At 1830 hours, the US President calls the Indian Prime Minister and appeals to him to desist from retaliating with nuclear strikes; he also offers to mediate and says the US Secretary of Defence is already on his way to Islamabad. Several other world leaders also call the PM. At 2200 hours, the UNSC asks India to show restraint and calls on both the countries once again to cease all hostilities forthwith.
As the Indian PM walks in at 1900 hours to chair a meeting of the political council of the Nuclear Command Authority, the mood in the National Command Post is grim. The army chief gives his assessment of the situation and his recommendations; the naval and air chiefs follow. The National Security Adviser begins by saying that the time for restraint is over. He recommends multiple nuclear strikes in retaliation. After a brief discussion, the political council approves the recommendations made by the NSA.
Day 15. At 0700 hours, India launches four nuclear strikes of appropriate yield on the reserve forces of the Pakistan army. Two strikes are launched on 4 Corps reserves south-east of Kasur in the Lahore sector and two on 2 Corps (Army Reserve South) near Bahawalpur. Pakistani casualties: 660 civilians killed or wounded, 345 troops killed or wounded, 56 tanks, infantry combat vehicles and missile launchers destroyed or damaged.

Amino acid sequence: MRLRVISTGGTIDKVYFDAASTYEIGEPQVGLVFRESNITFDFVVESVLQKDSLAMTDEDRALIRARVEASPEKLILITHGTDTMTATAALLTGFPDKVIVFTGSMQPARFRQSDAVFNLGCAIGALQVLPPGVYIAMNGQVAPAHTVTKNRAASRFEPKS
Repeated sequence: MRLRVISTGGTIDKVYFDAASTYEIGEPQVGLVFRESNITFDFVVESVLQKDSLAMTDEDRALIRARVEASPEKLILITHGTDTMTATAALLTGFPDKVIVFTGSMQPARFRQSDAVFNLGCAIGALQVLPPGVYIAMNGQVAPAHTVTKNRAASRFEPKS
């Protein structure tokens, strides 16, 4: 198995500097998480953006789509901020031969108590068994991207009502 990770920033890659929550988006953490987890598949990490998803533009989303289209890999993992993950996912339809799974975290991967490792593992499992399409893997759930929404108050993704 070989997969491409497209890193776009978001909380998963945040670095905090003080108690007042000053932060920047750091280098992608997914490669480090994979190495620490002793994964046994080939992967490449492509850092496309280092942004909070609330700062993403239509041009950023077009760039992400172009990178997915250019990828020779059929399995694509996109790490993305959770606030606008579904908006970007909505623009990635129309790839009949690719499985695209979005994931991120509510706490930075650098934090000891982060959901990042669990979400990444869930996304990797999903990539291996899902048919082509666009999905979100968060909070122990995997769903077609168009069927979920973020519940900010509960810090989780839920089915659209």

De-escalation: At 1000 hours, the Indian PM makes a radio and TV broadcast to the people of Pakistan and its leadership and warns of nuclear annihilation if even one more nuclear warhead is exploded on Indian troops or on any target in India. He also offers a cease-fire, to come into effect at 1800 hours the same day. Pakistan promptly rejects the cease-fire offer unless India agrees to vacate all Pakistani territory within 48 hours of the cease-fire.
At 1430 hours, with the PM’s approval, India’s COAS authorises offensive operations by two Strike Corps. At 1830 hours, the spearheads of the Strike Corps begin rolling across the international boundary.
At 2000 hours, the US President speaks with the Pakistani PM who is at GHQ, Rawalpindi. Pakistan’s army chief, the chief of the general staff, the DGMO and the director general, Strategic Plans Division are listening in. At 2100 hours, Pakistan accepts India’s cease-fire offer effective 2200 hours.
Epilogue: For 70 years since Hiroshima and Nagasaki, some basic human survival instinct has held the hand that could have pulled the nuclear trigger. India and Pakistan must ensure that this record is not broken in South Asia.
State-sponsored terrorism emanating from Pakistani soil must end immediately if the scenario described above is to remain fictional. India and Pakistan must go beyond the cosmetic nuclear confidence building measures (CBMs) now in place and institute genuine nuclear risk reduction measures (NRRMs). De-escalation during conflict will be possible only if strategic communications are in place and there are trustworthy back channel interlocutors. Finally, third party mediation has its limitations, but can often be useful during conflict.
Gurmeet Kanwal is former director, Centre for Land Warfare Studies, New Delhi.
The views expressed are personal.